Pattern Recognition Letters 23, 45.
Li, J., Li, E. and Yu, J. 2003. Designing neurofuzzy system based on ICART algorithm and its application for modeling jet fuel endpoint of hydrocracking process.
Engineering Applications of Artificial Intelligence 16, 11–19
Atlas, L., Cole, R., Muthuswarmy, Y., Lipman, A., Connor, J., Park, D., El-Sharkawi, M., Marks II, R., 1990. A performance comparison of trained multilayer perceptrons and trained classification trees.
In: Proceedings of the IEEE 78 (10), 1614–1619.
Brown.D.E., Corruble, V., Pittard, C., 1993. A comparison of decision tree classifiers with backpropagation neural networks for multimodal classification problems.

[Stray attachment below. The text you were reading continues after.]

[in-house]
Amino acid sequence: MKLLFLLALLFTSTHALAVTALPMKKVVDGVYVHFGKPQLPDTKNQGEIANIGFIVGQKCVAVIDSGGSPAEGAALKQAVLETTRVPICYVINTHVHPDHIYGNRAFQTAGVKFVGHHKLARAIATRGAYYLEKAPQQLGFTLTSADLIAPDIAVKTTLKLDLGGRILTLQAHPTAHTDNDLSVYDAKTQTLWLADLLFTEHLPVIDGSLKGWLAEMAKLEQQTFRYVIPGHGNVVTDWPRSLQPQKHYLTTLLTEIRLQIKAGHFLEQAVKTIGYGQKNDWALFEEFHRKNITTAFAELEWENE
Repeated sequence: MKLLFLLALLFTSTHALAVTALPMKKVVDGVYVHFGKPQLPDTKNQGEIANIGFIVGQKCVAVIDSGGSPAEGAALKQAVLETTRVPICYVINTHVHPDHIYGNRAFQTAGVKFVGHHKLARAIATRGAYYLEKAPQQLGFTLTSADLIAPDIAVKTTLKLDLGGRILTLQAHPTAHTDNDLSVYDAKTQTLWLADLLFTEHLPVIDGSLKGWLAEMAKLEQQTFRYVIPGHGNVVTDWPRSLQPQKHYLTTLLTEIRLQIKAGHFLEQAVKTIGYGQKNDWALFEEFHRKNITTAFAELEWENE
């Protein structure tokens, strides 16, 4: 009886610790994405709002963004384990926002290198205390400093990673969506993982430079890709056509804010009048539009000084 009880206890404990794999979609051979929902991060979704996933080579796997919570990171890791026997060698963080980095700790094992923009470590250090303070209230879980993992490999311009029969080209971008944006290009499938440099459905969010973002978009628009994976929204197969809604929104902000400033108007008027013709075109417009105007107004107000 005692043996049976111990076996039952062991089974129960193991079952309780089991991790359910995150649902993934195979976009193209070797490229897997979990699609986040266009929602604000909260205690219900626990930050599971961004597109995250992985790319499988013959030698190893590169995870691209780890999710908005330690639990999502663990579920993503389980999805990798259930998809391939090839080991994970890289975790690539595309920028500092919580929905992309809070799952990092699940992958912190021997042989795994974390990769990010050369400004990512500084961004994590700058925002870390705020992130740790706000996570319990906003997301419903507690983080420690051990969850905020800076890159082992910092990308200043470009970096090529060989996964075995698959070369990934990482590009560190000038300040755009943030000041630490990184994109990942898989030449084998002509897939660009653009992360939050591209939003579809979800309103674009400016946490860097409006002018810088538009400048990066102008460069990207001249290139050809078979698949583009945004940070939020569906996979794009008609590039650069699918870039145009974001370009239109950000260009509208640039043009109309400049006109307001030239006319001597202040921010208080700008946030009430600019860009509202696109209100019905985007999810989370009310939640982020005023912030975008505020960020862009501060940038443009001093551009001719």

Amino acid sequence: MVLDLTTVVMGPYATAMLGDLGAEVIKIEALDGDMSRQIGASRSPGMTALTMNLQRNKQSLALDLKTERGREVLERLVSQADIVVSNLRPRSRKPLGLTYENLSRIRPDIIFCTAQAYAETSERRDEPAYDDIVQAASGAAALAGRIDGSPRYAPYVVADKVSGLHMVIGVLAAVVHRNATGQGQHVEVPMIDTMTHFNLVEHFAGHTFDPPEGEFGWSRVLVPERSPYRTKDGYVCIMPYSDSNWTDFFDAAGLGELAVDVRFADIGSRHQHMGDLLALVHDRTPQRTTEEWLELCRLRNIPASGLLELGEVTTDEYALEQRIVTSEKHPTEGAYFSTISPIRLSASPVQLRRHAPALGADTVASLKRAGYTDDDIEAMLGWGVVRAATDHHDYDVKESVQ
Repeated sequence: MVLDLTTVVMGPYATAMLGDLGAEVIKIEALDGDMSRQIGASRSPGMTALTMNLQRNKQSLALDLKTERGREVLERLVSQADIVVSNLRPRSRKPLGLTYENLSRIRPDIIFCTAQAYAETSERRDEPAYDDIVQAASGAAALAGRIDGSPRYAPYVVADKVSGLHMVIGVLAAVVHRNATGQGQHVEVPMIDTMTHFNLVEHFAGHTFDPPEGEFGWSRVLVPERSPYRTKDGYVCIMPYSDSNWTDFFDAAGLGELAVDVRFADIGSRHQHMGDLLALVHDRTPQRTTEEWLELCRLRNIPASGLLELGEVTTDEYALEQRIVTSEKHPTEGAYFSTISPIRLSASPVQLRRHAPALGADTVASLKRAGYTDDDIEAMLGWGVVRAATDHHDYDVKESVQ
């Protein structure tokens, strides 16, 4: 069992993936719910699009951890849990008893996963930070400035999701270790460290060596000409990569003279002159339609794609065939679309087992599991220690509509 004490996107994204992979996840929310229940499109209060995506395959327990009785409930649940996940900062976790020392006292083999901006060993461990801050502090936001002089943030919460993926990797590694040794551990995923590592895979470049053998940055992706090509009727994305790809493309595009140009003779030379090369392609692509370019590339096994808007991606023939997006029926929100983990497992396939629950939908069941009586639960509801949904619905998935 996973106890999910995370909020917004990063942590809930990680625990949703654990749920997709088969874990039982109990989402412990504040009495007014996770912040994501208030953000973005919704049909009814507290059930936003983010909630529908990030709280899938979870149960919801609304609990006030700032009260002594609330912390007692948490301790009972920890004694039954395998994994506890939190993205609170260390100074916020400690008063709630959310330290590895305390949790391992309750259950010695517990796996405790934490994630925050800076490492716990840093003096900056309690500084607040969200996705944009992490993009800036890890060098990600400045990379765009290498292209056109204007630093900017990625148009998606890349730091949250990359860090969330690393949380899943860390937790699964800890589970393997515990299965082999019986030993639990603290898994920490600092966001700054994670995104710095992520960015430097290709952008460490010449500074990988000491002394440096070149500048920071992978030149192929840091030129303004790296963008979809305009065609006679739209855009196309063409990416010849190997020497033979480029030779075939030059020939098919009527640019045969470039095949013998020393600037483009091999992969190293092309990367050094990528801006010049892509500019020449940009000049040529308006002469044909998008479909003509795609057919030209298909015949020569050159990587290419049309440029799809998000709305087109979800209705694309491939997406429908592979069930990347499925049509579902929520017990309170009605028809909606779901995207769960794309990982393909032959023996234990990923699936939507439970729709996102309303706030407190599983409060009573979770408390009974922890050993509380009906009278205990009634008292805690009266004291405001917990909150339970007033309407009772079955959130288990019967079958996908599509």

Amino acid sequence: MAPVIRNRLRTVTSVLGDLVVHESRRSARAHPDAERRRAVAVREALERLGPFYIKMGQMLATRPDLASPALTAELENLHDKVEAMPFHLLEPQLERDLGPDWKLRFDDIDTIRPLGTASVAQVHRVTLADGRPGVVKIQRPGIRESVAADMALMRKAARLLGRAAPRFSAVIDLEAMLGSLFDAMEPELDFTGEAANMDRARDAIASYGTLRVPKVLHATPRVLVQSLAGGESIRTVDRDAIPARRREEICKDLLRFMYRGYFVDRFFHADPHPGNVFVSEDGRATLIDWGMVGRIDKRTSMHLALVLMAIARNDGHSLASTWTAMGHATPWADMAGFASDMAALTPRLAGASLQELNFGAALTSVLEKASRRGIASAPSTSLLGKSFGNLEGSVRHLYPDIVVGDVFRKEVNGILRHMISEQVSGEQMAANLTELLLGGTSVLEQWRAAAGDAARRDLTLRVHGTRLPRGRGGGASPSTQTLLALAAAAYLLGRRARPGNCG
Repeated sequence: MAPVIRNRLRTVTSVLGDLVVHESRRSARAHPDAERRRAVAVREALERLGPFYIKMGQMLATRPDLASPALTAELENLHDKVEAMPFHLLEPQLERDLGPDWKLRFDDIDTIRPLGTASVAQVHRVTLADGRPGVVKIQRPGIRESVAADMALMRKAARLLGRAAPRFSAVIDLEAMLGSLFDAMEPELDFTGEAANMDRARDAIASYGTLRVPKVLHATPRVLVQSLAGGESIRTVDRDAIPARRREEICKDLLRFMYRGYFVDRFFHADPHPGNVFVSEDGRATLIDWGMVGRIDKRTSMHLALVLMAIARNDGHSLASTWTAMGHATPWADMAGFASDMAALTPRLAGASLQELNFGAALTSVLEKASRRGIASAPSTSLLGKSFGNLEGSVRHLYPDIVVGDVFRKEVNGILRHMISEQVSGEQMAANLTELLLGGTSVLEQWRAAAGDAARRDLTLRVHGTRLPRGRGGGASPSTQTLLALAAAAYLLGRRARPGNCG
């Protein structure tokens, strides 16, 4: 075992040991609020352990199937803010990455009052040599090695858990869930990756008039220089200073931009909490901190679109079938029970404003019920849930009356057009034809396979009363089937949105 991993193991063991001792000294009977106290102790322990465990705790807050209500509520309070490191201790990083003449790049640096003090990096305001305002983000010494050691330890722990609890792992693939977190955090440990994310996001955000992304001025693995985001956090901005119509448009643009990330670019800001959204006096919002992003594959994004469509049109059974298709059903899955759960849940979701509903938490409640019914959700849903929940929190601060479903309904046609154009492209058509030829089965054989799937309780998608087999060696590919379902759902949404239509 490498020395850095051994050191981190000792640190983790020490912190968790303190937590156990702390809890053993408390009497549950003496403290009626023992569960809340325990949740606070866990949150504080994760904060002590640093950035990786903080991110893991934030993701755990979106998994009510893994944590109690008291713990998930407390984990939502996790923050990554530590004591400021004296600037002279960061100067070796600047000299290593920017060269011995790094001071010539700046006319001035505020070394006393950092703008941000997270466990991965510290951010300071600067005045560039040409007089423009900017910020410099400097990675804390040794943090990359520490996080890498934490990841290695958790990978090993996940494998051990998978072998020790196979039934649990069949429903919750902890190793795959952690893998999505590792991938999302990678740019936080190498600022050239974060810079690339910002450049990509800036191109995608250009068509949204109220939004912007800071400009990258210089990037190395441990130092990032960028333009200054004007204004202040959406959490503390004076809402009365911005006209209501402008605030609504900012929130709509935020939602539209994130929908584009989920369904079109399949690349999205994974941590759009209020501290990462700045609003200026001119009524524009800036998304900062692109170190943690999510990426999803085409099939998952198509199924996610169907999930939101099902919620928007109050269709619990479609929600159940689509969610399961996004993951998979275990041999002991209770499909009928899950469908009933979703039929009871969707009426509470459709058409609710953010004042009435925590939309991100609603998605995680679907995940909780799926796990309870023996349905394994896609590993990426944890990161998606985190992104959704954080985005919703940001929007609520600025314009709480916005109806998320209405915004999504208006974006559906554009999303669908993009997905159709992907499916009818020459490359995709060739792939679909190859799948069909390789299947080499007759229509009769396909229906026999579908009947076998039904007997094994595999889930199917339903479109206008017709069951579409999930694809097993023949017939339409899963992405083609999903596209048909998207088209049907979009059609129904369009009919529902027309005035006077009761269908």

Pattern Recognition 26 (6), 953–961.
Talmon, J., Dassen, R., Karthaus, V., 1994. Neural nets and classification trees: A comparison in the domain of ecg analysis.
In: Gelsema, E., Kanal, L. (Eds.), Pattern Recognition in Practice IV: Multiple paradigms, Comparative studies and hybrid systems. Vol. 16 of Machine Intelligence and Pattern Recognition, 415–423.
Other Recommended Reading
Dietterich, T. G., 1998. Machine-learning research: Four current directions.
The AI Magazine 18 (4), 97–136.
Fleischer, R., June 1999. Decision trees: old and new results.
Information and Computation 152, 44.